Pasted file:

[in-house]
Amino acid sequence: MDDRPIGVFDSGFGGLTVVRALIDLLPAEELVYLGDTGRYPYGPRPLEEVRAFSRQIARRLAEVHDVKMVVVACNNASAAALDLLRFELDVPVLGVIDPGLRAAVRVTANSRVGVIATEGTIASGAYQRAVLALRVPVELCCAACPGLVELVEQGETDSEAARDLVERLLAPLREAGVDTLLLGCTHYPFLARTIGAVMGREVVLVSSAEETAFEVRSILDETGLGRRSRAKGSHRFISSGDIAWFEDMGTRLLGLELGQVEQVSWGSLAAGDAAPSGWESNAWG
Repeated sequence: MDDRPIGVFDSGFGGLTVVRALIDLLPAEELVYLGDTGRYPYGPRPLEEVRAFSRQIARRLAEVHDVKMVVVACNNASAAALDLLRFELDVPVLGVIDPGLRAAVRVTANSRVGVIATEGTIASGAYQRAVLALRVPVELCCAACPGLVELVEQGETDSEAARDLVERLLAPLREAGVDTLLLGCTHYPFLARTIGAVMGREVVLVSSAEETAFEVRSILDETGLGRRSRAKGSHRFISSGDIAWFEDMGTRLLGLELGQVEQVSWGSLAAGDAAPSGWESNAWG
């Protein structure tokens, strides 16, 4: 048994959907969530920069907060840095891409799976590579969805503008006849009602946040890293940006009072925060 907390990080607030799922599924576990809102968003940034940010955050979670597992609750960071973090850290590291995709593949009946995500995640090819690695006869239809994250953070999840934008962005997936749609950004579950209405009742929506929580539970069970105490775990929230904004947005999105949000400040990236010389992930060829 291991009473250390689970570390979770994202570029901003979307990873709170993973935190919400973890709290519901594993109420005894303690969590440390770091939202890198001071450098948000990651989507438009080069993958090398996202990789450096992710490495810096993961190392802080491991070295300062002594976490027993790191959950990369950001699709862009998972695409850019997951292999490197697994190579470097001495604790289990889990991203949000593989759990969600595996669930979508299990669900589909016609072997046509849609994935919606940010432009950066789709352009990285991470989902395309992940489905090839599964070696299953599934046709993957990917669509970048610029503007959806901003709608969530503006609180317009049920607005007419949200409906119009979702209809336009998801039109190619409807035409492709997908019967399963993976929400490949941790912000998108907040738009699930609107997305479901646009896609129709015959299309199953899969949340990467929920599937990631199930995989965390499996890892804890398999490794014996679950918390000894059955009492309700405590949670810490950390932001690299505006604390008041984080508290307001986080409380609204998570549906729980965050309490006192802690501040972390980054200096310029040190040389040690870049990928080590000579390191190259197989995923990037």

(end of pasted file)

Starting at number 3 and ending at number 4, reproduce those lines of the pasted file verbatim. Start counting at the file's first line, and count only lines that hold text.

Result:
Repeated sequence: MDDRPIGVFDSGFGGLTVVRALIDLLPAEELVYLGDTGRYPYGPRPLEEVRAFSRQIARRLAEVHDVKMVVVACNNASAAALDLLRFELDVPVLGVIDPGLRAAVRVTANSRVGVIATEGTIASGAYQRAVLALRVPVELCCAACPGLVELVEQGETDSEAARDLVERLLAPLREAGVDTLLLGCTHYPFLARTIGAVMGREVVLVSSAEETAFEVRSILDETGLGRRSRAKGSHRFISSGDIAWFEDMGTRLLGLELGQVEQVSWGSLAAGDAAPSGWESNAWG
């Protein structure tokens, strides 16, 4: 048994959907969530920069907060840095891409799976590579969805503008006849009602946040890293940006009072925060 907390990080607030799922599924576990809102968003940034940010955050979670597992609750960071973090850290590291995709593949009946995500995640090819690695006869239809994250953070999840934008962005997936749609950004579950209405009742929506929580539970069970105490775990929230904004947005999105949000400040990236010389992930060829 291991009473250390689970570390979770994202570029901003979307990873709170993973935190919400973890709290519901594993109420005894303690969590440390770091939202890198001071450098948000990651989507438009080069993958090398996202990789450096992710490495810096993961190392802080491991070295300062002594976490027993790191959950990369950001699709862009998972695409850019997951292999490197697994190579470097001495604790289990889990991203949000593989759990969600595996669930979508299990669900589909016609072997046509849609994935919606940010432009950066789709352009990285991470989902395309992940489905090839599964070696299953599934046709993957990917669509970048610029503007959806901003709608969530503006609180317009049920607005007419949200409906119009979702209809336009998801039109190619409807035409492709997908019967399963993976929400490949941790912000998108907040738009699930609107997305479901646009896609129709015959299309199953899969949340990467929920599937990631199930995989965390499996890892804890398999490794014996679950918390000894059955009492309700405590949670810490950390932001690299505006604390008041984080508290307001986080409380609204998570549906729980965050309490006192802690501040972390980054200096310029040190040389040690870049990928080590000579390191190259197989995923990037």